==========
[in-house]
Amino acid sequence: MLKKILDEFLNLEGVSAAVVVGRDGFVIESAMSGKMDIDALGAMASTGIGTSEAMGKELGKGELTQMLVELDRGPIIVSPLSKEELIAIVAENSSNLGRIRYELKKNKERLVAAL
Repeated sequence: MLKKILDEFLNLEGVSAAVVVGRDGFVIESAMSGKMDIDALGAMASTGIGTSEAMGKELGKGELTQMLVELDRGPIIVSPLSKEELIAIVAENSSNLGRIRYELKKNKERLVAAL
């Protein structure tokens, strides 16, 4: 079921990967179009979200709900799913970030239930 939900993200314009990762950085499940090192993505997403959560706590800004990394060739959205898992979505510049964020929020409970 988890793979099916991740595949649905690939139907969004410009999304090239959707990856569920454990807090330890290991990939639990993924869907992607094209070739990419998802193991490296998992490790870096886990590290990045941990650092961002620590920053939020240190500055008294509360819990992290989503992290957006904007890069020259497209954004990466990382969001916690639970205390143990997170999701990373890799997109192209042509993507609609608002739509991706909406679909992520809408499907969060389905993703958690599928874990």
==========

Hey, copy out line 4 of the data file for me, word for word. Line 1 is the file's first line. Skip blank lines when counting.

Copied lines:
């Protein structure tokens, strides 16, 4: 079921990967179009979200709900799913970030239930 939900993200314009990762950085499940090192993505997403959560706590800004990394060739959205898992979505510049964020929020409970 988890793979099916991740595949649905690939139907969004410009999304090239959707990856569920454990807090330890290991990939639990993924869907992607094209070739990419998802193991490296998992490790870096886990590290990045941990650092961002620590920053939020240190500055008294509360819990992290989503992290957006904007890069020259497209954004990466990382969001916690639970205390143990997170999701990373890799997109192209042509993507609609608002739509991706909406679909992520809408499907969060389905993703958690599928874990």